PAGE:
With Odom representing the tying run at third base, Bert Campaneris came to the plate. Falling behind in the count 0-and-2, Campy weakly punched a short pop-up down the right field line, not far beyond the first base bag. Joe Morgan, with the best angle toward the ball, drifted into the spacious foul territory of the Oakland Coliseum. About 10 feet past first base, Morgan called off Tony Perez, and with his back to home plate, guided the ball into his glove for the inning’s second out.
Even though Morgan made the catch only a few feet behind the bag, third base coach Irv Noren shouted for Odom to run home. Springing from third base, he began an all-out dash for home plate. Stumbling momentarily on the wet grass, Morgan fell to one knee, propped himself back onto his feet, and then threw a strike to catcher Johnny Bench, who blocked the plate and applied his glove to Odom as he crossed home.
Home-plate umpire Bob Engel called Odom out. Enraged by the call, Odom immediately yelled at Engel. He then sprung himself from the dirt and bumped into the umpire. In a controversial decision that would upset the Reds, Bowie Kuhn elected not to suspend Odom for the final two games of the Series, but issued only a $500 fine against the volatile pitcher.
As he sat at his locker, bandaging his bleeding right knee, Odom refused to answer questions from the media. After showering, the angry pitcher finally agreed to talk. “I was safe,” Odom insisted an interview with United Press International. “I know I was.” Television replays showed otherwise. Engel had made the right call.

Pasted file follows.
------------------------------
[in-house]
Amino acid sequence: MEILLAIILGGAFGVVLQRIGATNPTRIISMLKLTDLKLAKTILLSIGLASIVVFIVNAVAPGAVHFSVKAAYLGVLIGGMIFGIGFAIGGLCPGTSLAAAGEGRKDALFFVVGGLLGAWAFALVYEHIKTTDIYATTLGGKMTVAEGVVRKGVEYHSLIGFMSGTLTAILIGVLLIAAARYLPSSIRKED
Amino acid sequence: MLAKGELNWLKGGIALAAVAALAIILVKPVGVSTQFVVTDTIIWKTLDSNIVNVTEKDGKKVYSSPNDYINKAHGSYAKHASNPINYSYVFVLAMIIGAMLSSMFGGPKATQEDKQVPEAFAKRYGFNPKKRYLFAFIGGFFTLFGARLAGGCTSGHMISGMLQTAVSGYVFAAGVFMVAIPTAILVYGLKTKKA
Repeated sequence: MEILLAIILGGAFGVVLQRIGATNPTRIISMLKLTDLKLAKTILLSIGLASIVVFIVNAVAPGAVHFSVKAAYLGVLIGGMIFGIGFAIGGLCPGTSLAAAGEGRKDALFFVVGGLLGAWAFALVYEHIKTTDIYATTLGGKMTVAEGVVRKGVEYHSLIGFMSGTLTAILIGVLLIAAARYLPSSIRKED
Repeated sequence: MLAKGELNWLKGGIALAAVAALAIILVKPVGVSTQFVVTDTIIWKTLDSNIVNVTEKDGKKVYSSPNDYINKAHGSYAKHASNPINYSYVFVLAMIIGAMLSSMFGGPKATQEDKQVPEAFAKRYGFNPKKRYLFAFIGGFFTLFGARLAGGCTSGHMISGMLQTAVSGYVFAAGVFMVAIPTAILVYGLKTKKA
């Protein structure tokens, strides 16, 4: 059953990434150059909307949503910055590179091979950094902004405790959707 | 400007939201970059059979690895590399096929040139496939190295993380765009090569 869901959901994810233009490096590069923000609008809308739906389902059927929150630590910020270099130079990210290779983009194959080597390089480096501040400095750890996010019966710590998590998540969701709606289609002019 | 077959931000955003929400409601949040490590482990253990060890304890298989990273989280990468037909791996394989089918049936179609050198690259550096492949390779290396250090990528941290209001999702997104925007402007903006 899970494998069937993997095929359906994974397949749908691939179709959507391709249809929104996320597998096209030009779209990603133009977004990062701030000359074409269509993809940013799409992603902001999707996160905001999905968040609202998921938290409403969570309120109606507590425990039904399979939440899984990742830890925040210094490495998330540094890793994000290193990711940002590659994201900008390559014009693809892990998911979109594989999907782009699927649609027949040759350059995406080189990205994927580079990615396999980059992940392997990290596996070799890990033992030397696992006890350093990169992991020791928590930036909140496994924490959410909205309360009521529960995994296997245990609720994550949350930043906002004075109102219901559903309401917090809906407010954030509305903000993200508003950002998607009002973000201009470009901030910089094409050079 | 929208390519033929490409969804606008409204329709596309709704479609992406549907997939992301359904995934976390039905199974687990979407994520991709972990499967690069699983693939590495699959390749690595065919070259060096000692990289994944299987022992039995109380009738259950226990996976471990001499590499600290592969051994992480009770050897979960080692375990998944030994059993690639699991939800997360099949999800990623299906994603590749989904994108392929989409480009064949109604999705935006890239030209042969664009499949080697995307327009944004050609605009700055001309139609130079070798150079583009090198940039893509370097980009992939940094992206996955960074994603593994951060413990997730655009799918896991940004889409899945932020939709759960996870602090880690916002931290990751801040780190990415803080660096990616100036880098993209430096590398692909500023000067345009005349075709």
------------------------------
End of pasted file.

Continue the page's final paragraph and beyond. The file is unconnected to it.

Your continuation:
The point soon became irrelevant, as Odom and the A’s went on to win the Series in seven, completing an upset that was made more impressive by the absence of an injured Reggie Jackson.
In many ways, the 1972 season represented the high point of Odom’s career, both in terms of individual and team success. The A’s would repeat in 1973, but Odom would endure a horrific season. He lost his first five decisions, then won a game, but then dropped three more to lower his record to 1-8. Williams demoted him to the bullpen.
As Odom languished in relief, rumors swirled that the A’s wanted to trade him. One report had the A’s offering Odom and outfielder Angel Mangual to the Red Sox for Reggie Smith, but Boston turned down the trade.
Struggling, Odom became a non-factor as the A’s won the division title. They then took a two games-to-one lead over the Orioles in the American League playoffs. Odom pitched well in his one ALCS appearance, as he usually did in the postseason, but became involved in controversy after Vida Blue and Rollie Fingers coughed up a 4-0 lead in Game Four. Rather than accept a difficult defeat gracefully and look forward to a decisive fifth game, Oakland players stewed over what might have been. “We had them by the nostrils and we let them get away from us,” a disgusted Fingers said out loud in the clubhouse.